Were you ready to take over the shop at that point? Was it a sudden passing?
Super sudden. The last thing I ever thought was that my mentor was going to fuckin’ drop dead. He was 37 and pretty much at the height of his work but… I had to figure it out real quick. I’m still figuring it out.
Are you as hard on your apprentices as he was on you?
No, no. Not at all. I don’t believe in abusive apprenticeships. I don’t believe respect should be created out of fear. I got a lot of shit going on, so many projects. Their job is to make my life easier and in turn, I’m going to teach them the best way possible and provide every opportunity for them.
Traditional tattooing is noticeably your primary method of work, when did you begin to gravitate more towards the style you do?
The images that always stood out to me were the classic images that you’ve seen throughout the ages, and I just wanted to reproduce them.
How do you build a unique name while staying true to these age-old concepts?
It’s the whole package. The placement, to the execution to the photograph I take afterwards. Especially with Instagram nowadays, if I don’t get a photo it’s like I didn’t work today. You do an incredible tattoo and forget to get a photo of it and it’s like the tattoo never happened. When I started developing what would be my brand of tattooing, I thought about how I put it out. How I show people my work, how I curate my portfolio, how the tattoo is going to look in a photo, and the photo itself.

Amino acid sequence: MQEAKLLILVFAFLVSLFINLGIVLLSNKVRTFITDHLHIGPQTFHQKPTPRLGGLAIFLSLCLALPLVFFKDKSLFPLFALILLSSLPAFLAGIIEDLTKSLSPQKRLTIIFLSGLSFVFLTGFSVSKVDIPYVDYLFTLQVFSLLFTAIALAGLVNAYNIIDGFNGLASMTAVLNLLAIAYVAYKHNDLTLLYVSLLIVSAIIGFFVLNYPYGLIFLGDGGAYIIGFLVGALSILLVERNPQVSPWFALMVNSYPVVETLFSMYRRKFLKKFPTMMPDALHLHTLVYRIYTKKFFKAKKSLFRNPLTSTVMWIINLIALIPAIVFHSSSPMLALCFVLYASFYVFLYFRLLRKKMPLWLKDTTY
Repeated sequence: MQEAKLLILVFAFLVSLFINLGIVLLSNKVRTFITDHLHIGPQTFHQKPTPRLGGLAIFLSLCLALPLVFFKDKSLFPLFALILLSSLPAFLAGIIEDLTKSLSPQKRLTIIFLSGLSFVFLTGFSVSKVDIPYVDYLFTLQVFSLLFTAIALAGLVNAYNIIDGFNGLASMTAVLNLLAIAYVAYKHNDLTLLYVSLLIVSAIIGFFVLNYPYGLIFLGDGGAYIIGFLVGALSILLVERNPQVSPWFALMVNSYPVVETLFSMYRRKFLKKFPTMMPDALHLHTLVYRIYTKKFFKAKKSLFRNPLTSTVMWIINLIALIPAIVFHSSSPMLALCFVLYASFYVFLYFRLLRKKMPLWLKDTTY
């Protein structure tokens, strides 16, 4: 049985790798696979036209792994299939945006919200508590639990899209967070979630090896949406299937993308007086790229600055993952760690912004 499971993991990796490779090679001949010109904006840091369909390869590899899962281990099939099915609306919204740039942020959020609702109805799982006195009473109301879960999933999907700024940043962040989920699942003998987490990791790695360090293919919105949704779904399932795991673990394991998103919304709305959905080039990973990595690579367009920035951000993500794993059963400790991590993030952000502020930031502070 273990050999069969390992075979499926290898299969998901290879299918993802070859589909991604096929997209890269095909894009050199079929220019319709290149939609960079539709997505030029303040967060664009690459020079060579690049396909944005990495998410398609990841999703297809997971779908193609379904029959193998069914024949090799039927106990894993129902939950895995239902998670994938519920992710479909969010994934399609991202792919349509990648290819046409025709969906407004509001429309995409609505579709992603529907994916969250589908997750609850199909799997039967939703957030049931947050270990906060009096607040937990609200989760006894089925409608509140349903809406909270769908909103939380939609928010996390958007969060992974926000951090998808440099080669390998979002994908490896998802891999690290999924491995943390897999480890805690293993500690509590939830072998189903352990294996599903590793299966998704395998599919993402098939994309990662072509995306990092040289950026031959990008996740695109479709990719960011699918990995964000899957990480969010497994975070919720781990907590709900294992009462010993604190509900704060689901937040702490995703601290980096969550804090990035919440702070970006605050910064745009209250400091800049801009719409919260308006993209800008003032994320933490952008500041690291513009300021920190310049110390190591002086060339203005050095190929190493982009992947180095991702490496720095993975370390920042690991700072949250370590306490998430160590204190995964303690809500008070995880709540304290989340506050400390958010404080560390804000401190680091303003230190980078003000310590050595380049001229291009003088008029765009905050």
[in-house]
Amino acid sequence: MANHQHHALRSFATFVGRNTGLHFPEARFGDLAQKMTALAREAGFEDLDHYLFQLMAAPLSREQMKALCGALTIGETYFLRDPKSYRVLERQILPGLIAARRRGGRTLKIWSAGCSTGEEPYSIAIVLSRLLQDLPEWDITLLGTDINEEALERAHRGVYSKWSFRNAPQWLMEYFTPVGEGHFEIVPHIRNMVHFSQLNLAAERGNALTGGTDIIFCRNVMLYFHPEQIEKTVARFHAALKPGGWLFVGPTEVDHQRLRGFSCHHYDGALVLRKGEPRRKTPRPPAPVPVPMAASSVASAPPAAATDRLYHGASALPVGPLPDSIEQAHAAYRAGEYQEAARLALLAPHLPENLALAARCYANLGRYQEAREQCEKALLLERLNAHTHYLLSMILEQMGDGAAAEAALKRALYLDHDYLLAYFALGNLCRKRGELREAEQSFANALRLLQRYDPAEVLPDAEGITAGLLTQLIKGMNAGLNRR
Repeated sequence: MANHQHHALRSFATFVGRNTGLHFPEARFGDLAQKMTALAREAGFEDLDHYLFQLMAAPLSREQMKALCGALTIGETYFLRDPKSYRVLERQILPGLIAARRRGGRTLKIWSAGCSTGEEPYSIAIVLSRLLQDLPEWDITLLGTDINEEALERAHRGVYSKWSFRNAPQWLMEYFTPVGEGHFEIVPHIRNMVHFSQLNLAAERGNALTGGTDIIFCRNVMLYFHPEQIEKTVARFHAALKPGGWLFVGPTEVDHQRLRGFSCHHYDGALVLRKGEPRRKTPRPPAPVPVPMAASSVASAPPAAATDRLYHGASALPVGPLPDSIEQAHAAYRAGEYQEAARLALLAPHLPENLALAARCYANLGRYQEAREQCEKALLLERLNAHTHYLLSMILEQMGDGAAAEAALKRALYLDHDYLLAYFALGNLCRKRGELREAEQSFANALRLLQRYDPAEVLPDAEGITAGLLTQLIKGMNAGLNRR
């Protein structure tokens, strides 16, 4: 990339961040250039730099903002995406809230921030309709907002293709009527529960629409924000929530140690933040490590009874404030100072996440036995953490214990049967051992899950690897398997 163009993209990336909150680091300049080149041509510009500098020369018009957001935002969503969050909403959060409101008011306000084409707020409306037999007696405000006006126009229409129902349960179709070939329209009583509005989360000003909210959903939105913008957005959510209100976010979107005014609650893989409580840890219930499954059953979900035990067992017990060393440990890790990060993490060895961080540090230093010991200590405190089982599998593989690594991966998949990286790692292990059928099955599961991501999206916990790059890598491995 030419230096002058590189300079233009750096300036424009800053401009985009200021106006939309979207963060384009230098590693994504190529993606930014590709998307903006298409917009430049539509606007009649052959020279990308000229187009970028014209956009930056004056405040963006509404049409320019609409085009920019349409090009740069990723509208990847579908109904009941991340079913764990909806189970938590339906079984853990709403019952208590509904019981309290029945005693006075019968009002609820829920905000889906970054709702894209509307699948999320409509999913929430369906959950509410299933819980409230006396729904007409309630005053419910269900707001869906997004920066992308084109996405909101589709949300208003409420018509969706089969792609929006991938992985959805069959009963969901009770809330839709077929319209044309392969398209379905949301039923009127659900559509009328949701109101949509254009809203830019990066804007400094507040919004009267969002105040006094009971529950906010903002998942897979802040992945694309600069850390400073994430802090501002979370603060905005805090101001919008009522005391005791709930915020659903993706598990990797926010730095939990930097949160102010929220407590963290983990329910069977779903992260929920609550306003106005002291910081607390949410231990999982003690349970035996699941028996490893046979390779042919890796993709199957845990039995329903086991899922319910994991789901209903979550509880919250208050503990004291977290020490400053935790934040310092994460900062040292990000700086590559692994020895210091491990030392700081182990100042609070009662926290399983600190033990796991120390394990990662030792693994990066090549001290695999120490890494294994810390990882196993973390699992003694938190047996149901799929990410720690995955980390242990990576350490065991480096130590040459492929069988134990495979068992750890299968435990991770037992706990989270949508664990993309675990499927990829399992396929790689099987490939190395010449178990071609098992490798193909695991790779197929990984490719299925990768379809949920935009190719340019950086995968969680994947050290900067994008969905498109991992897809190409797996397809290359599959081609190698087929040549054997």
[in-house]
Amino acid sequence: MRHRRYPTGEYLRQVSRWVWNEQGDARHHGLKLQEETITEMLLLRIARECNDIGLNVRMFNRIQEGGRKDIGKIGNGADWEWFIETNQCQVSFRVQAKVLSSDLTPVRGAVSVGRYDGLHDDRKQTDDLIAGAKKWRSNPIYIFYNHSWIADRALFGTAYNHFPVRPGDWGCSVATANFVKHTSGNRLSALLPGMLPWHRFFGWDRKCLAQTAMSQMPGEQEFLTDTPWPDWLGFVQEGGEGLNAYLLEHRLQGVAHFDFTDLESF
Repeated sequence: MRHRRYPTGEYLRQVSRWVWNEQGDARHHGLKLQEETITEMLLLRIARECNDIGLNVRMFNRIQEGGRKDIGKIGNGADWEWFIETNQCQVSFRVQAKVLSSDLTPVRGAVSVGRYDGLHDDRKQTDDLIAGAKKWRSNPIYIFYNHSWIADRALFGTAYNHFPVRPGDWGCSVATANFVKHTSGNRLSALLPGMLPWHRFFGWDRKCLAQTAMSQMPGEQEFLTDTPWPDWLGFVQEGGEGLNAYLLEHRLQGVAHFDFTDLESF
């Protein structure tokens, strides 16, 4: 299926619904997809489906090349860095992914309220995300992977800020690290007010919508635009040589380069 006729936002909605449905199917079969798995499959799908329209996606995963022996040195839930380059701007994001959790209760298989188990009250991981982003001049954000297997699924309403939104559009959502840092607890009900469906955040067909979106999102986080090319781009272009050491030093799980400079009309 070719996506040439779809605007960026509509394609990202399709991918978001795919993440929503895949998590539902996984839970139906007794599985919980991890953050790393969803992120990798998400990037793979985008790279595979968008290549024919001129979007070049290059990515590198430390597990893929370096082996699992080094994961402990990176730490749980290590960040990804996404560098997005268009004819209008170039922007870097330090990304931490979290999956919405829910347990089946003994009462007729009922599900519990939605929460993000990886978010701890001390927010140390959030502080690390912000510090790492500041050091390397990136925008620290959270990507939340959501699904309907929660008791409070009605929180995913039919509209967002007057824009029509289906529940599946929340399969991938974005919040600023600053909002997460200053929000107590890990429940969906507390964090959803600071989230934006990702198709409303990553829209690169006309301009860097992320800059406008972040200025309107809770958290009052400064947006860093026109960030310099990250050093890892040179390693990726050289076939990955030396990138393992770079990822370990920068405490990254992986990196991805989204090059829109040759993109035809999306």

What values in tattooing do you hold sacred?
Off the bat, respect for your client because they are paying you. They keep the roof over your head. Another thing that I really do believe is that there are so many things people are forgetting — machine building, making needles, making pigment, how a power supply works. The tools of the trade. I always make that a priority for anyone I bring into the industry. For this to continue being a timeless thing, that information has got to keep getting passed forward or else it’s going to disappear. The last thing I would ever want is to leave it in the hands of the companies.
‘Cause most of them are not tattooer-owned.
If you had to pick 5 artists that influence your work today, who would they be?
RG is probably single-handedly my favorite tattooer. Everything he does is good. There’s tattooers like him, and Garver in-particular that stand out to me because whatever they tackle, not only do you know it’s their work, but it’s textbook. That’s what I want. I tattoo for people like them to pay attention. Scott Campbell has been huge influence as a business owner, as an artist, as a tattooer, he has everything that I’ve admired and tried to emulate. He has an aesthetic and class that’s hard to match. Mike Rubendall and Grez... what they’re doing up in New York, what they’ve created. I can only dream to establish something like that down here. They have something truly special.